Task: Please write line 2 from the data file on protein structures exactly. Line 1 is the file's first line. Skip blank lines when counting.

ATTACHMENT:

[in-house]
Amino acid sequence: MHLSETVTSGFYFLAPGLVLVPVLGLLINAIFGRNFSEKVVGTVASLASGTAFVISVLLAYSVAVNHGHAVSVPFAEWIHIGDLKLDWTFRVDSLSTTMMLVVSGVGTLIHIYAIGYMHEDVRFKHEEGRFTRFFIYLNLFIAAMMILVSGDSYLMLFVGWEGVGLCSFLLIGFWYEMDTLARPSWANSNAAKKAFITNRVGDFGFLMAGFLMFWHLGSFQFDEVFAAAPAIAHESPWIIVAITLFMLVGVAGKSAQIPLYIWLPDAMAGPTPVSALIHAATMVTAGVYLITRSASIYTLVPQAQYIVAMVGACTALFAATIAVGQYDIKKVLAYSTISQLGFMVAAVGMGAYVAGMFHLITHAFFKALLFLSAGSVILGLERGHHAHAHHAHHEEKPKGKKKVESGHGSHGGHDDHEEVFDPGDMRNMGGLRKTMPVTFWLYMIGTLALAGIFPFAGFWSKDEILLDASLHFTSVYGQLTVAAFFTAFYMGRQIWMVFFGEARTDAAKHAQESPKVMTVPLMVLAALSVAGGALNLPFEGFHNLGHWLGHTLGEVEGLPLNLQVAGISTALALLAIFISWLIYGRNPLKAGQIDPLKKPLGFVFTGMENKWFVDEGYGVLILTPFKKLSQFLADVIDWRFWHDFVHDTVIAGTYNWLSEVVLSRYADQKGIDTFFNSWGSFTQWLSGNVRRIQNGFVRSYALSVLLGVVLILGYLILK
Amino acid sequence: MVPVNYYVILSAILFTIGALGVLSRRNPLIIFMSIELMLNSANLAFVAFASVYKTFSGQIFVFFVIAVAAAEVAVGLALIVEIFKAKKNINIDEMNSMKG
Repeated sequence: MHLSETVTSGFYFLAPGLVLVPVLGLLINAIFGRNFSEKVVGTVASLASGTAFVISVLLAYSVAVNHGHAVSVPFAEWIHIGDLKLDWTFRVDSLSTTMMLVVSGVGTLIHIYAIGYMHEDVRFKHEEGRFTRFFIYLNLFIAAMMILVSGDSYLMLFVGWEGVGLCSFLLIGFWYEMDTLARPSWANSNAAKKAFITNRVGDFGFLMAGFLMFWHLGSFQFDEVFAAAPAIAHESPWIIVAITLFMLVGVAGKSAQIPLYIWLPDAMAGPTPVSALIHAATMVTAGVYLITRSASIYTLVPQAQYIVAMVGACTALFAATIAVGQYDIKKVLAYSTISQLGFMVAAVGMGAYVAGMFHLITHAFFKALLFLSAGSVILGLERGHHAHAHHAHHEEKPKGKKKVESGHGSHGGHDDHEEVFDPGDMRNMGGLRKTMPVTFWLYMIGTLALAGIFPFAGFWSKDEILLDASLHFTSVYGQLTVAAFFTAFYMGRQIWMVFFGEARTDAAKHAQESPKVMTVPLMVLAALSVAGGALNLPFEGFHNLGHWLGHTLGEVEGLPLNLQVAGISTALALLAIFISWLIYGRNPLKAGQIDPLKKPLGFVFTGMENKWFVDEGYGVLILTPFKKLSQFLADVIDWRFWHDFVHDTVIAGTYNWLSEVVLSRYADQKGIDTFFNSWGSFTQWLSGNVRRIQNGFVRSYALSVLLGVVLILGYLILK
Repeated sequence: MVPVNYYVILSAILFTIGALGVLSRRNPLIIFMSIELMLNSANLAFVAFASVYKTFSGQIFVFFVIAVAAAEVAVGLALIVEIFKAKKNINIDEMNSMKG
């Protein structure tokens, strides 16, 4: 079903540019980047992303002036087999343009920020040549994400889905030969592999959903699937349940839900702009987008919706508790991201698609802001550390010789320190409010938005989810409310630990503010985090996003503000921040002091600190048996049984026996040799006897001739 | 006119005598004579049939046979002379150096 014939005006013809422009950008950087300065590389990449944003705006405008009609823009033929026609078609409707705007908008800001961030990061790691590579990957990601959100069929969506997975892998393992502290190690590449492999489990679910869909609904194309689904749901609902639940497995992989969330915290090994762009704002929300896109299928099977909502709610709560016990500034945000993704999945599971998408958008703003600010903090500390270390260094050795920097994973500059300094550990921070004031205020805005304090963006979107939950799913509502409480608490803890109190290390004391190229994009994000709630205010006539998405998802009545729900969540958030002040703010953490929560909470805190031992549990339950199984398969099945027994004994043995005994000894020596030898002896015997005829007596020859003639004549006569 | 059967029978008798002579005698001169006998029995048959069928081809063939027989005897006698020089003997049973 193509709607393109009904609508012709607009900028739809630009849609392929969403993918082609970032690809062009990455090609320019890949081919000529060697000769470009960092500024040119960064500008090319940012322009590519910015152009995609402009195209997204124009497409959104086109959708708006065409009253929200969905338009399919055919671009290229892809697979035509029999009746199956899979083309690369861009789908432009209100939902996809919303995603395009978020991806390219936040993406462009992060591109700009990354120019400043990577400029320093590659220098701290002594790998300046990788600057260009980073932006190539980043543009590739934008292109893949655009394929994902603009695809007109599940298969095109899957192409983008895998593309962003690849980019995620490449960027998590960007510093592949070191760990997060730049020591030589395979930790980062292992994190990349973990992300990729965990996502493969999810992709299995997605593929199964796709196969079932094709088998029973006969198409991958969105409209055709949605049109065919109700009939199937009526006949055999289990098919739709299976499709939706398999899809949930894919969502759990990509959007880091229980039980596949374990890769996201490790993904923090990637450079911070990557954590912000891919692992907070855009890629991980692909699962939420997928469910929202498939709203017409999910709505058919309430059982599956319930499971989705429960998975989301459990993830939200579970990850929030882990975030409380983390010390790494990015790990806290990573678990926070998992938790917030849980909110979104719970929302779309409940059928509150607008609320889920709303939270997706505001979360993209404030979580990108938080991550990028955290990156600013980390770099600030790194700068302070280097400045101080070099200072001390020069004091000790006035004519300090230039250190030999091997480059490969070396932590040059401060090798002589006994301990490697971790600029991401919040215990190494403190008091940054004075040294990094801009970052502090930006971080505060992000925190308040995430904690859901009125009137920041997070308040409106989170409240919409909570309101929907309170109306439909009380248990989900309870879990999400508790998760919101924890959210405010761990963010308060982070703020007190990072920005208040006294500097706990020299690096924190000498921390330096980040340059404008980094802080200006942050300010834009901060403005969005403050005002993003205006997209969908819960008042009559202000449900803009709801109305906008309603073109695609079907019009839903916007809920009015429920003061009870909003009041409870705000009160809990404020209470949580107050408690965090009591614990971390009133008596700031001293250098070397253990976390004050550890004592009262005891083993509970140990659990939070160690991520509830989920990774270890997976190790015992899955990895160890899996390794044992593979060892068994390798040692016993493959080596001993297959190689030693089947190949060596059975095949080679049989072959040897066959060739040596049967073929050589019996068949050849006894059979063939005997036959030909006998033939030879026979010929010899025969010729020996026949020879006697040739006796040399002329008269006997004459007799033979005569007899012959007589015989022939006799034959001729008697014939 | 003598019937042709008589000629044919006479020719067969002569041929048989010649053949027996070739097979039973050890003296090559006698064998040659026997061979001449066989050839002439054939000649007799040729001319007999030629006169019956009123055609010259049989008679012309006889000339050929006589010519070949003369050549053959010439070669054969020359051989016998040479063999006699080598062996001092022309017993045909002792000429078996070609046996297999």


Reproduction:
Amino acid sequence: MHLSETVTSGFYFLAPGLVLVPVLGLLINAIFGRNFSEKVVGTVASLASGTAFVISVLLAYSVAVNHGHAVSVPFAEWIHIGDLKLDWTFRVDSLSTTMMLVVSGVGTLIHIYAIGYMHEDVRFKHEEGRFTRFFIYLNLFIAAMMILVSGDSYLMLFVGWEGVGLCSFLLIGFWYEMDTLARPSWANSNAAKKAFITNRVGDFGFLMAGFLMFWHLGSFQFDEVFAAAPAIAHESPWIIVAITLFMLVGVAGKSAQIPLYIWLPDAMAGPTPVSALIHAATMVTAGVYLITRSASIYTLVPQAQYIVAMVGACTALFAATIAVGQYDIKKVLAYSTISQLGFMVAAVGMGAYVAGMFHLITHAFFKALLFLSAGSVILGLERGHHAHAHHAHHEEKPKGKKKVESGHGSHGGHDDHEEVFDPGDMRNMGGLRKTMPVTFWLYMIGTLALAGIFPFAGFWSKDEILLDASLHFTSVYGQLTVAAFFTAFYMGRQIWMVFFGEARTDAAKHAQESPKVMTVPLMVLAALSVAGGALNLPFEGFHNLGHWLGHTLGEVEGLPLNLQVAGISTALALLAIFISWLIYGRNPLKAGQIDPLKKPLGFVFTGMENKWFVDEGYGVLILTPFKKLSQFLADVIDWRFWHDFVHDTVIAGTYNWLSEVVLSRYADQKGIDTFFNSWGSFTQWLSGNVRRIQNGFVRSYALSVLLGVVLILGYLILK